For the answer to that, we need to go back exactly 100 years. Well, a bit more possibly, but a century would do nicely. Because that’s when the last chance for resolving the Irish question peaceably and in a unitary fashion was stymied. It’s when the Third Home Rule bill granting self-government, excluding defence, to Ireland was passed, but leaving out Ulster, first temporarily and then permanently.
It was the last time for resolving the Irish Question by peaceful means and it was vitiated by a terrifying combination of violence and the threat of violence, not from Republicans, but from Ulster Unionists bent on ensuring that Home Rule would not apply to Ulster, or at least to the “plantation counties” – what turned into the six counties of Northern Ireland. Two previous Home Rule bills from Gladstone had already been seen off, the second by being blocked by the House of Lords.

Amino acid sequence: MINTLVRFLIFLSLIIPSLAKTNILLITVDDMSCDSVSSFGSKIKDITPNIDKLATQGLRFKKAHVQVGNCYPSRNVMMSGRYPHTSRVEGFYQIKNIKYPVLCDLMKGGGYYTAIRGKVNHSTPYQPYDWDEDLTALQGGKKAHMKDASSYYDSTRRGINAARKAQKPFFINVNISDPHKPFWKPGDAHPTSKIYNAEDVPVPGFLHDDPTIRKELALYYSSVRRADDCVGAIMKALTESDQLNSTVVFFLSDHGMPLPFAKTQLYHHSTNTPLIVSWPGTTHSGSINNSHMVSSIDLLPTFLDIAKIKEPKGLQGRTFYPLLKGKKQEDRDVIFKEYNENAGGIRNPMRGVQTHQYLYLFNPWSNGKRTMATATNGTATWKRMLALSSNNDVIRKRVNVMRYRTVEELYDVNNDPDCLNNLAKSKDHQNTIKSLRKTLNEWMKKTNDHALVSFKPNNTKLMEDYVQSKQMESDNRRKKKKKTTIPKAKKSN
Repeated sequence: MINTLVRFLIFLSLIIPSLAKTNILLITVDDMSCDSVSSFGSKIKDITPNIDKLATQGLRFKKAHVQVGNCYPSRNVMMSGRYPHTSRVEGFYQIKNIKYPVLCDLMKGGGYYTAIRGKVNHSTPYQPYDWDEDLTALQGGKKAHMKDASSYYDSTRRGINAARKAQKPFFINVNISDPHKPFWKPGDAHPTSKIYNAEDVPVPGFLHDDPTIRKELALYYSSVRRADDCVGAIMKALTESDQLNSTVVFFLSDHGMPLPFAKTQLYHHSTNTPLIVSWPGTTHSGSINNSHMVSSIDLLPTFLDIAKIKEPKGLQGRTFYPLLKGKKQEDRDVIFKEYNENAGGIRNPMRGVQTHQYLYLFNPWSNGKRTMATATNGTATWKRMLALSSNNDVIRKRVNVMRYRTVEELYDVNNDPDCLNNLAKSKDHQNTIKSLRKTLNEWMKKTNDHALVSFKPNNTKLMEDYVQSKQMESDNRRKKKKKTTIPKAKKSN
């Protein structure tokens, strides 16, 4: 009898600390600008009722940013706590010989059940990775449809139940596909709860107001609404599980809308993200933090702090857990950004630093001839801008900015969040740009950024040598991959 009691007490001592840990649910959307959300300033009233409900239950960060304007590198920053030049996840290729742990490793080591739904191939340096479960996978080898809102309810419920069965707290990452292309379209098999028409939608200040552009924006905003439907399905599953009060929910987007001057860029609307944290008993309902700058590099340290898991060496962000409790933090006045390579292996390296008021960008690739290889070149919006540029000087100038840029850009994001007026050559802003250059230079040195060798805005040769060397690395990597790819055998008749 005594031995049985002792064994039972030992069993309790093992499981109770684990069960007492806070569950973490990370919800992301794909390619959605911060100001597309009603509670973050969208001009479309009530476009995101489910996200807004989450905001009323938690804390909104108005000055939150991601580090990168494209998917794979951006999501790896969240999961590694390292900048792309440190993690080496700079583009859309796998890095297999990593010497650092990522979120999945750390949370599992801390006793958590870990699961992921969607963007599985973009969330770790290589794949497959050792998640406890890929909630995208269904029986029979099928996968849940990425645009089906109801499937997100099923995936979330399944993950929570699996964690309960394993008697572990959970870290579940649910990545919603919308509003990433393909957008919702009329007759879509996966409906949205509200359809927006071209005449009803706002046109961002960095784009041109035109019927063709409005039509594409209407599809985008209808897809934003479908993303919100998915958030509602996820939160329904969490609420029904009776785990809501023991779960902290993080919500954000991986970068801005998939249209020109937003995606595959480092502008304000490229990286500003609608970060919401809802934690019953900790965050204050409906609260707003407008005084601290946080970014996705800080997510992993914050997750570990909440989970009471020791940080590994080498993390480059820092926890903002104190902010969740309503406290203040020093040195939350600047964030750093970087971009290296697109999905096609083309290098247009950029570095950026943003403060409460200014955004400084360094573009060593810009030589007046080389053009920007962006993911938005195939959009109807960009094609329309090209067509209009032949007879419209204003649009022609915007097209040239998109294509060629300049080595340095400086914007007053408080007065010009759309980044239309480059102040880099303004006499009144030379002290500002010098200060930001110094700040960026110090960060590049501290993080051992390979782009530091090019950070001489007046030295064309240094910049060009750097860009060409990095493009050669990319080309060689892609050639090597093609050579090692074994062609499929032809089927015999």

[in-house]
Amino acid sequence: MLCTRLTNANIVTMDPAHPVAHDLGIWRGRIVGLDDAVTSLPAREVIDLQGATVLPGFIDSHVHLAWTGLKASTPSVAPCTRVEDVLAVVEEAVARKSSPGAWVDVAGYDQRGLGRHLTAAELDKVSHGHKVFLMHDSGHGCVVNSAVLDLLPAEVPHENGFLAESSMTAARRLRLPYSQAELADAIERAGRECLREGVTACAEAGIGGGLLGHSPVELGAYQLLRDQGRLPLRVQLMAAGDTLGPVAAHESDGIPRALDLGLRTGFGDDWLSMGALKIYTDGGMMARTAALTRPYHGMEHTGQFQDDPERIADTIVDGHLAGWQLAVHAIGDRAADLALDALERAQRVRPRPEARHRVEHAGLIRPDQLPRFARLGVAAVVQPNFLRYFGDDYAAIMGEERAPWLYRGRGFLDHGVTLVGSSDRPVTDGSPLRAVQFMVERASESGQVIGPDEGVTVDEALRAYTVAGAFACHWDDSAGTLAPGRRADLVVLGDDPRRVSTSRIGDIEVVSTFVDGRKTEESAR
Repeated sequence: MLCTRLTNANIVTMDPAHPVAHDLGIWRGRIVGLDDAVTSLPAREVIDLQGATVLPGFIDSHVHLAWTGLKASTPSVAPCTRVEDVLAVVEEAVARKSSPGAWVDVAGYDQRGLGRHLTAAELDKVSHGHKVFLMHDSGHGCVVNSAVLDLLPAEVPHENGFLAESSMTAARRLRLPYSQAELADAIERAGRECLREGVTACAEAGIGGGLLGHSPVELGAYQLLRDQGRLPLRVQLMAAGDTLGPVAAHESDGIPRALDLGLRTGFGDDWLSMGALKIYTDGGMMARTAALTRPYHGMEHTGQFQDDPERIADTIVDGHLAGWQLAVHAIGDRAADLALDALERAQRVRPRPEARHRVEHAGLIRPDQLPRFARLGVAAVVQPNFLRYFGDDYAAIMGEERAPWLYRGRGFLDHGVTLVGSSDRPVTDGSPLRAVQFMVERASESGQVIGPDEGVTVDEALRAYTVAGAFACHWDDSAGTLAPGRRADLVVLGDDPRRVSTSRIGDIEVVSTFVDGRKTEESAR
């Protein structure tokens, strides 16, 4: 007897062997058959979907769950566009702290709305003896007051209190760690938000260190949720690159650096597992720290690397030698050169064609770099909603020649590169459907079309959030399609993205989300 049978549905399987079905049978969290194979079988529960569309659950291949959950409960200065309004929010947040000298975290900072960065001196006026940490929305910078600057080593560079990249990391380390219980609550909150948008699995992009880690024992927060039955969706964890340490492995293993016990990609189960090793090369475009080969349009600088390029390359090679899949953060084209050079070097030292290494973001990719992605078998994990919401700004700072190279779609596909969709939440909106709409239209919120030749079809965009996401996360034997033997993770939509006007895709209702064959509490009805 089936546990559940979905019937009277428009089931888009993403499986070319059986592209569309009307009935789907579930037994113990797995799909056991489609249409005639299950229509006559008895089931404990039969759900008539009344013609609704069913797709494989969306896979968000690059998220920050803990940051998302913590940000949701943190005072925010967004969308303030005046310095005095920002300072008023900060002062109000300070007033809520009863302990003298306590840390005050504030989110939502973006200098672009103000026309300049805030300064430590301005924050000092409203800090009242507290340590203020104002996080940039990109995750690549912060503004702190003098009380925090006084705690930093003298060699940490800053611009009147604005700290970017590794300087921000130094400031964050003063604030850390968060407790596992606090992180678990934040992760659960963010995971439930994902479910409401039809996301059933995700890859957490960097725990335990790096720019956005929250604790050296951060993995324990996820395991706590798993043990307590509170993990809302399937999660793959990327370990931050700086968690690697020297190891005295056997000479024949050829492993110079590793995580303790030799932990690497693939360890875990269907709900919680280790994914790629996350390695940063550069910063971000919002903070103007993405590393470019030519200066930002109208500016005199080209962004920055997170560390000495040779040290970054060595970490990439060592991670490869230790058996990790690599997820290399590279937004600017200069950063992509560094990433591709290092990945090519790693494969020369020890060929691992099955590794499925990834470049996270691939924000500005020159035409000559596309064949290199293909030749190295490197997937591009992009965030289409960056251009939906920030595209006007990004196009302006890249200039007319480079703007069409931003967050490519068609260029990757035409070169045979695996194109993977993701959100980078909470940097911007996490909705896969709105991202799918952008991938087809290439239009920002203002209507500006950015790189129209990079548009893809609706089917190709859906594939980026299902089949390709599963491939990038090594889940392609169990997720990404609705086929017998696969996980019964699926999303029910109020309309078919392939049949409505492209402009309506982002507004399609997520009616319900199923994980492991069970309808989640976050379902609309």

And just when it seemed that Home Rule might finally happen, after the House of Lords lost its power of veto, British politicians gave way to the revolutionary methods adopted by Ulster Unionists – chief of which was the formation of a paramilitary army intended to resist the writ of parliament, equipped with guns and ammunitions run from Germany. In their resistance they were backed to the hilt by the British Tory party as represented by Bonar Law, a Presbyterian minister’s son. It must be said, though, that most of the British players in these events, incuding Churchill and Lloyd George, were influenced, like him, by an instinctive antipathy to Roman Catholicism. And without that recourse to physical force; to violence (which Britons invariably associate with Irish republicanism), the state of Northern Ireland would never have come into being. At least not the way it was constituted.